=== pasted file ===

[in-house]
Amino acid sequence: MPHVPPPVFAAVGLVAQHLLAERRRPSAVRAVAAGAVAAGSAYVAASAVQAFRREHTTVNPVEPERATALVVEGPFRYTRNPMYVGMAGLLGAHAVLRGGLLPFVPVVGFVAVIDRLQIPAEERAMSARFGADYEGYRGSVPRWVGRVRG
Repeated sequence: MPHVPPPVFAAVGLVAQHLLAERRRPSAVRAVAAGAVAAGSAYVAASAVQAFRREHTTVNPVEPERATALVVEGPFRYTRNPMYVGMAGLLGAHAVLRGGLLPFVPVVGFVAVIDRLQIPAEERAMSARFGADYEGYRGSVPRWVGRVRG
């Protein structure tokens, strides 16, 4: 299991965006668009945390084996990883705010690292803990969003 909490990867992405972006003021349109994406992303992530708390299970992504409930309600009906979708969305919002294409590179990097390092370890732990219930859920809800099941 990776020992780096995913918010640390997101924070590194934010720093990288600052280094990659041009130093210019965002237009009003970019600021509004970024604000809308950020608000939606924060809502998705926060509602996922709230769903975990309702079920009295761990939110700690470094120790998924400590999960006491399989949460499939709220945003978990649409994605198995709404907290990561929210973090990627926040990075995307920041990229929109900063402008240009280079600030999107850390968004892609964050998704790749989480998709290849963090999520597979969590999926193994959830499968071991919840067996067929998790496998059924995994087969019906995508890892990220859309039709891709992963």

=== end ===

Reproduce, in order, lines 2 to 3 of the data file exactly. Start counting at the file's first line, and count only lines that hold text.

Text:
Amino acid sequence: MPHVPPPVFAAVGLVAQHLLAERRRPSAVRAVAAGAVAAGSAYVAASAVQAFRREHTTVNPVEPERATALVVEGPFRYTRNPMYVGMAGLLGAHAVLRGGLLPFVPVVGFVAVIDRLQIPAEERAMSARFGADYEGYRGSVPRWVGRVRG
Repeated sequence: MPHVPPPVFAAVGLVAQHLLAERRRPSAVRAVAAGAVAAGSAYVAASAVQAFRREHTTVNPVEPERATALVVEGPFRYTRNPMYVGMAGLLGAHAVLRGGLLPFVPVVGFVAVIDRLQIPAEERAMSARFGADYEGYRGSVPRWVGRVRG